About This Homemade Organic Raw Apple Cider Vinegar Recipe
Organic raw apple cider vinegar is one of the most popular and versatile household staples. It is commonly used for a range of purposes including cooking, cleaning, skincare, and other health benefits.
As fall rolls around, many people look to nature to provide them with healthful remedies for the colder weather. One such remedy is this raw apple cider vinegar.
Made from organic apples, it is a natural antibiotic and is anti-inflammatory. It can be used internally or externally to treat everything from a cold to acne. Plus, it offers a host of health benefits like aiding weight loss, promoting regular digestion, and increasing your energy levels.
The best news? Kitchen skills play absolutely no part in its production. Making apple cider vinegar at home is a foolproof waiting game that anyone can play. All you need are a few organic apples, raw sugar, some water, a jar, and a little time.
To brew your batch at home, simply cut up your apples, place them in a jar, add some sugar, and fill the jar with water. Then, cover the opening with a cloth and secure it with a rubber band. Store your concoction in a warm, dark place for two to three weeks, making sure to check on it every few days.
After that, all that’s left to do is strain out the solids, let the liquid sit for another four to six weeks, bottle your vinegar, and enjoy!
You’ll be impressed by how easy it is and how fresh it tastes!
What You Need for This Homemade Organic Raw Apple Cider Vinegar Recipe
- Apples: I have used whole organic apples to make this cider vinegar.
- Sugar: I like using raw, unrefined brown cane sugar that contains natural molasses.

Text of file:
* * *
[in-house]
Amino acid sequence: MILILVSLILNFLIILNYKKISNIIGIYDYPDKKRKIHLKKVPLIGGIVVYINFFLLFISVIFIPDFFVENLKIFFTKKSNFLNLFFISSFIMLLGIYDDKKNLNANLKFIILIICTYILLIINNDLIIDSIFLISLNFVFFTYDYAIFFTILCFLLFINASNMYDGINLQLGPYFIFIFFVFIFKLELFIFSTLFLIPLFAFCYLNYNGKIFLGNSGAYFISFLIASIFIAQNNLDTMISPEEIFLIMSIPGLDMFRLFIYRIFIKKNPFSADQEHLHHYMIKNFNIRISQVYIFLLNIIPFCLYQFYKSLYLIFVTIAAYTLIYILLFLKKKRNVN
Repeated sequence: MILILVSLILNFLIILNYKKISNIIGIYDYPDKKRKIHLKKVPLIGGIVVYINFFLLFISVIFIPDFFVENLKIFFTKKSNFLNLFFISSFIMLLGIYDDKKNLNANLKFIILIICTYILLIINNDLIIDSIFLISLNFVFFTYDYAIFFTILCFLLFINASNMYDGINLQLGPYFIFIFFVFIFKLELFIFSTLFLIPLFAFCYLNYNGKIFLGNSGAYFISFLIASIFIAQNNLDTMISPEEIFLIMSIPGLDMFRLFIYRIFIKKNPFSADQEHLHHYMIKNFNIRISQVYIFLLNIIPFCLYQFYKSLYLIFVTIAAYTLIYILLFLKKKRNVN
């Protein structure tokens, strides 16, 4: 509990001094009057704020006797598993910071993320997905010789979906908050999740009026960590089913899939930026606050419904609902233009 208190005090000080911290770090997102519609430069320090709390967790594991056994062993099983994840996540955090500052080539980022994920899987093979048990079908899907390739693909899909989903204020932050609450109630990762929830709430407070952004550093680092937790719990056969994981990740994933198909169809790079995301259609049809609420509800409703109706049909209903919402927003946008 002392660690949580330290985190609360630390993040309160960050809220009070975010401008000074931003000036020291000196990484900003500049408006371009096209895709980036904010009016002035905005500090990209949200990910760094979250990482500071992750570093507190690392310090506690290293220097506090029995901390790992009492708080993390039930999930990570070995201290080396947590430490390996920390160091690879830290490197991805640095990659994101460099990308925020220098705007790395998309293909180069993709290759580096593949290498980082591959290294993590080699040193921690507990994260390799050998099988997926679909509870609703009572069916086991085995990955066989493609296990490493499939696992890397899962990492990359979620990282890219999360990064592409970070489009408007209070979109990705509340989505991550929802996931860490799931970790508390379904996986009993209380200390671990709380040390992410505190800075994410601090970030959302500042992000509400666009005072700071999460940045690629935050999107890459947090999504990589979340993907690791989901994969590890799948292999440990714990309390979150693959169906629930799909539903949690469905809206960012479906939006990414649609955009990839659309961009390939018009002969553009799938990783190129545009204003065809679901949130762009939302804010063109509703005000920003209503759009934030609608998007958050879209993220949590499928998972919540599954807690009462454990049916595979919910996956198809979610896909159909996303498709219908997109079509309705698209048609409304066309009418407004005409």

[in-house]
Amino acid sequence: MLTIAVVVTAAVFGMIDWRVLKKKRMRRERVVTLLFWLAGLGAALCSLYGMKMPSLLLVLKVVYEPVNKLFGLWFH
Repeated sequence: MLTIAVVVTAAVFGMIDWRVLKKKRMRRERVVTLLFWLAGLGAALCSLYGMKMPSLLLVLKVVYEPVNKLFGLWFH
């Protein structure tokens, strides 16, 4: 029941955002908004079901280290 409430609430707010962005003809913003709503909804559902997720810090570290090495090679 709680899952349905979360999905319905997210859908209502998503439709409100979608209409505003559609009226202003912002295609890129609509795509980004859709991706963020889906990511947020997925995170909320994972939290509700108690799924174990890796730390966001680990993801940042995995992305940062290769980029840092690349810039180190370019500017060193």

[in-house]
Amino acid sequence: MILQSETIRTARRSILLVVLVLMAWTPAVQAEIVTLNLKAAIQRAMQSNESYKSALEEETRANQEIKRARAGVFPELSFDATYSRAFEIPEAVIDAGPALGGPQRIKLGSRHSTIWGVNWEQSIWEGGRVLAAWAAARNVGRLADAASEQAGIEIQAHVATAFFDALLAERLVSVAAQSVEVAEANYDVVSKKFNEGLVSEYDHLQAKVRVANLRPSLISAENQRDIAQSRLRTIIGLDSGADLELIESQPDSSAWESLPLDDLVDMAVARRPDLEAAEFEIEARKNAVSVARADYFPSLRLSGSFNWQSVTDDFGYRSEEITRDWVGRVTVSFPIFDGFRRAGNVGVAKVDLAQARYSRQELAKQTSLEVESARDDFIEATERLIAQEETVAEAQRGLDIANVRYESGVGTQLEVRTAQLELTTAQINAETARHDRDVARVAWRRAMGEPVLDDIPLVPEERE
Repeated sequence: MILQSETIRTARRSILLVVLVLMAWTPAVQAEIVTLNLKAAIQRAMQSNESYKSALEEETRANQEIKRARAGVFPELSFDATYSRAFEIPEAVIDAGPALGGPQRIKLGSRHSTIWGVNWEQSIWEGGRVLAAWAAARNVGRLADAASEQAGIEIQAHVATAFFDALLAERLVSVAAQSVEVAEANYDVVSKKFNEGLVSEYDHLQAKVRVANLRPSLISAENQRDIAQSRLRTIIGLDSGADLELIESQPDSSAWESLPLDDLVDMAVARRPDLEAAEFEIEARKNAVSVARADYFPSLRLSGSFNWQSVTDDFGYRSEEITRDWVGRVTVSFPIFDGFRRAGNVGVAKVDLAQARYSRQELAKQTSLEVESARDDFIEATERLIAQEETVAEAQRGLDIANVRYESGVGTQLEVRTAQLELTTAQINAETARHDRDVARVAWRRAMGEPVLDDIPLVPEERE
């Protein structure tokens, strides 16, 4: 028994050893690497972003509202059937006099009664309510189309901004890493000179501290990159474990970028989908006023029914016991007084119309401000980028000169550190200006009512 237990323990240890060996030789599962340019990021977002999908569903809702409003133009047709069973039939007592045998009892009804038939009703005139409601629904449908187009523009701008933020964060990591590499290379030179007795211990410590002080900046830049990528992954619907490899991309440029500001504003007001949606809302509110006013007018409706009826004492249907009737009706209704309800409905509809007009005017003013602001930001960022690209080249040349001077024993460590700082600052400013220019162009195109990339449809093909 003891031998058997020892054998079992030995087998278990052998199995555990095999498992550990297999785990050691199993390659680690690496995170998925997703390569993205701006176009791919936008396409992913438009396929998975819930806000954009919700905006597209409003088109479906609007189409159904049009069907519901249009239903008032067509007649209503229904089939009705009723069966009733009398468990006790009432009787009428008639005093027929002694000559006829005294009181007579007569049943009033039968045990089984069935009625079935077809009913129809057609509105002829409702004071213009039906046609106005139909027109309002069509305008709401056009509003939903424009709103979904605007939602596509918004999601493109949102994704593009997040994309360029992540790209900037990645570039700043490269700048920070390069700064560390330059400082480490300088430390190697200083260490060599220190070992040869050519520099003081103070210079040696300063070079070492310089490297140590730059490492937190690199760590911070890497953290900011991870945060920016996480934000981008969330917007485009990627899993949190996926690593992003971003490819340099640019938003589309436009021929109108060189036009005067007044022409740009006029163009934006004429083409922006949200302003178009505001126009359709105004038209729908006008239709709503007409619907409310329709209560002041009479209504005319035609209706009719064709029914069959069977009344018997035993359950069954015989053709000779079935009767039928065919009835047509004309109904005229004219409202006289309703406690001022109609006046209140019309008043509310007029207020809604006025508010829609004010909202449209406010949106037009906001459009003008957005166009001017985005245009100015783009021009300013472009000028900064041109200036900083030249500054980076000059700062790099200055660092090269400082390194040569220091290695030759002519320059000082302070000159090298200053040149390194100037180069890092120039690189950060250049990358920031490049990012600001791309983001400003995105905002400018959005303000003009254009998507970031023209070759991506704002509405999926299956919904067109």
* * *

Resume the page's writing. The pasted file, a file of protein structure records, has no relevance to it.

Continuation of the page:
- Apples: I have used whole organic apples. But, if you have apple peels and cores leftover from another recipe, like a pie, you can use those too.
- Sugar: I have used raw, unrefined brown cane sugar, but it can be substituted with refined white sugar if needed. Avoid using honey as it will make the process much longer.
Can I use any type of apples to make this cider vinegar?
Yes, any kind of apples would be good. Depending on the sugar content of the apples, you will need to adjust the sugar quantity you add later.
Do I have to use sugar when making this apple cider vinegar?
Sugar plays a very important role in the fermentation process, helping the yeasts create the apple cider, and then the bacteria convert that alcohol to acetic acid, making the vinegar.
Homemade Organic Raw Apple Cider Vinegar
Organic raw apple cider vinegar is one of the most versatile ingredients in any kitchen. Whether you’re looking to add a tangy flavor to your salad dressing or create a powerful cleaning solution, this simple recipe will help you make the perfect batch of raw apple cider vinegar.
Yield: 1 bottle
How To Make Organic Raw Apple Cider Vinegar At Home
Wash the apples and chop them into about 1-inch pieces. Place them in a very clean wide-mouth glass jar.
Mix the raw sugar with 240 ml/1 cup of water and pour on top of the apples. If needed, add more water to cover the apples.
Cover the jar with a cheesecloth or a muslin cloth and use a rubber band to secure it. It will allow the liquid to breathe and the gases to escape while keeping away any ants or bugs.
Place the jar in a dark, warm place for 2-3 weeks, then strain out the liquid and remove the apple pieces.
Put the liquid back into the same jar, and cover it again with the cheesecloth or muslin cloth. Place the jar in the same warm, dark place and leave it for roughly 4 to 6 weeks, occasionally stirring with a plastic or wooden spoon.
After four weeks, start tasting your vinegar. Once you taste the acidity level you like, you can then transfer it to a bottle with a lid and begin using it.
- The warmer the climate where you live, the faster the fermentation will occur (it can be ready in about 1 month in total). In hot climates, you may need to store it in the fridge.
- The start of the fermentation process is marked by the white bubbles that form on top. If the bubbles are of any other color, such as green, black, blue, or grey, it is not a good sign, and you should discard the whole thing and do a new batch. If you try to make this for the first time, I suggest starting with a small batch.
- Your vinegar is ready when a cloudy bacterial foam, called the Mother, forms on top.